Marvel’s next event kicks off this week in Extreme Carnage Alpha, which will take place across multiple one-shot stories. Leading the project is Phillip Kennedy Johnson, who writes Extreme Carnage Alpha with Manuel Garcia on pencils in an eight-part story that features Carnage, Flash Thompson’s Anti-Venom, and a whole lot of gore. If you’re itching for more street-level Symbiote action, you’ve come to the right place. For a little more about this project, listen to our exclusive interview with Johnson on the AIPT Comics podcast.
Johnson blends two totally different, but equally disgusting things together to make a new kind of slasher alien Symbiote story here. As one can see in the preview (this is a spoiler-free review), this book opens with a United States senator attempting to leverage the Friends of Humanity to win the presidency. This group wants all aliens banned from Earth. The xenophobia is strong with them and one might argue the hate inside these folks rages as strongly as it does in Carnage to eat a puppy. Blending this political angle with untethered and truly disgusting gore makes this book the horror book to beat this month.
Speaking of gore, this book has multiple moments that’ll send your skin crawling. Carnage is literally held together with a chaotic viciousness, and Garcia doesn’t hold back when it comes to visuals on more than on occasion. Meanwhile, Anti-Venom’s costume has a fluid look to it that sets it apart from the usual Symbiotes. It also looks quite cool and stands apart from the usual Symbiote costume. There are some familiar faces that pop up too and their costuming is solid. In truth, most of this book features characters in street clothing or suits and Garcia does well to keep everything realistic looking and grounded. That helps make the Symbiotes that do pop up really stick out. The gore, too, is grossly realistic.
Garcia’s is backed up by Cam Smith, Marc Deering, and Roberto Poggi on inks and Guru-eFX on colors. The inks do a lot of the heavy lifting in regards to the darker tone and visual signals of who we can and can’t trust. One cool effect is how color is used to draw your focus to something in the foreground while something disturbing sits in the background. It works well in a gory scene, but also in a scene with the xenophobic public.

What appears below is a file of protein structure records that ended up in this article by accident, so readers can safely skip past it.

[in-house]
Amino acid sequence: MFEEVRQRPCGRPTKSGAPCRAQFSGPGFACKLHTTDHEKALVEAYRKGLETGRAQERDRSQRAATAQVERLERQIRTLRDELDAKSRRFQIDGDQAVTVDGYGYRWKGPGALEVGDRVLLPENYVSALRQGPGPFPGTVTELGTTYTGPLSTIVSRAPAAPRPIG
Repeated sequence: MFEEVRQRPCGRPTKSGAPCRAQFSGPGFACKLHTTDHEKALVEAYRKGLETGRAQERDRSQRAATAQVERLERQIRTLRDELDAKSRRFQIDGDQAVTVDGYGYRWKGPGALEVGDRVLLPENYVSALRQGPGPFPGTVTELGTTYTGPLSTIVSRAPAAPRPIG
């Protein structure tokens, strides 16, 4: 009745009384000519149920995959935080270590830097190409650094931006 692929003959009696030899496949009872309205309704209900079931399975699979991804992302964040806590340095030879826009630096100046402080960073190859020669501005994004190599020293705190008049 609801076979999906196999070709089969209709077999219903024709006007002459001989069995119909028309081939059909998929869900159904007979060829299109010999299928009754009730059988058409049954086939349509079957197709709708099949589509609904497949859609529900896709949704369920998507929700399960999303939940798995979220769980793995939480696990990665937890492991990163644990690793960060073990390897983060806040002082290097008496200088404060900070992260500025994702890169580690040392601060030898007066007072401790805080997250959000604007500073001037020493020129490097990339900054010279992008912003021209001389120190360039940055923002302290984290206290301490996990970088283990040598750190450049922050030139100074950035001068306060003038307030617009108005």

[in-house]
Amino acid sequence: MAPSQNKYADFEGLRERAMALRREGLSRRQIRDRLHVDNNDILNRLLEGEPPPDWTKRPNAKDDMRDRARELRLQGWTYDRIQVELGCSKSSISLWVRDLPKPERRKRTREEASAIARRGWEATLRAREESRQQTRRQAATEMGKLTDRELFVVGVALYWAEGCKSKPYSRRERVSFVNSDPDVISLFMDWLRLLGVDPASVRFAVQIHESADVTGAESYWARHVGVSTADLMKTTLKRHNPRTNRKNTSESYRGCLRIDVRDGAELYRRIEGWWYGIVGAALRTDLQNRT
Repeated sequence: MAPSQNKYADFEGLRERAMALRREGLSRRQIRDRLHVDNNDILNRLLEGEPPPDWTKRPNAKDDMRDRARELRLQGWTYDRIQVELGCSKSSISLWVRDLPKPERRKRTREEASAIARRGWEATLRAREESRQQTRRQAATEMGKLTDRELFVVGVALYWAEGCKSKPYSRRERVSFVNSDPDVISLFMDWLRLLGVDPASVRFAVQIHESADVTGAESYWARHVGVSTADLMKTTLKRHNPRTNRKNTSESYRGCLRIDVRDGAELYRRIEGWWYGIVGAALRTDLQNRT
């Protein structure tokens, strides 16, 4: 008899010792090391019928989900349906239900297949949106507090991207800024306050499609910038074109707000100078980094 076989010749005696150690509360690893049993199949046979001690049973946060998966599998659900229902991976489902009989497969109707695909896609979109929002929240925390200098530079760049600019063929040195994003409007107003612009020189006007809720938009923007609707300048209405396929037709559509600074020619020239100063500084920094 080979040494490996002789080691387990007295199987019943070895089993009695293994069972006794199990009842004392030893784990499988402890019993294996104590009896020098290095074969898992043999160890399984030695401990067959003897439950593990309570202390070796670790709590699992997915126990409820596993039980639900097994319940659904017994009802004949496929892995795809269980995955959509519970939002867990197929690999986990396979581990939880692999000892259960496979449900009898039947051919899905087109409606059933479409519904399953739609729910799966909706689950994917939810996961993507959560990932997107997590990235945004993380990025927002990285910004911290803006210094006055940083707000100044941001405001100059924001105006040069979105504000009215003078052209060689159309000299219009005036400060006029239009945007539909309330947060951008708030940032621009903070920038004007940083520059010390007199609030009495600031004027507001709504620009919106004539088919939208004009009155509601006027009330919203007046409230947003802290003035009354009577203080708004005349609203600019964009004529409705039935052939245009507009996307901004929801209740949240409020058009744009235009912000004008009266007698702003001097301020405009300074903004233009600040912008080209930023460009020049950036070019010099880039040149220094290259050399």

Smartly, this narrative is highly relatable given what America has endured with President Trump over the last five years. Feelings of hopelessness and how the political machine can shield truly evil people are all at work in this story. The only difference is the main bad guy in this story would rather eat your brains than pluck cash from your wallet. For some, that narrative might hit a little too close to home, but it sure will make the heroes saving the day all the more enjoyable. The book is also rather humorless, though given how hard it goes with gore that makes sense.
Extreme Carnage Alpha kicks off a story I wasn’t expecting, but am thankful for, as it blends the viciousness of political agendas with that of a predator like Carnage in a way that suits both. It’s a good blend of violence, horror, and cleverly constructed political intrigue. It’s the Manchurian Candidate meets The Thing with superheroes and supervillains thrown in too.
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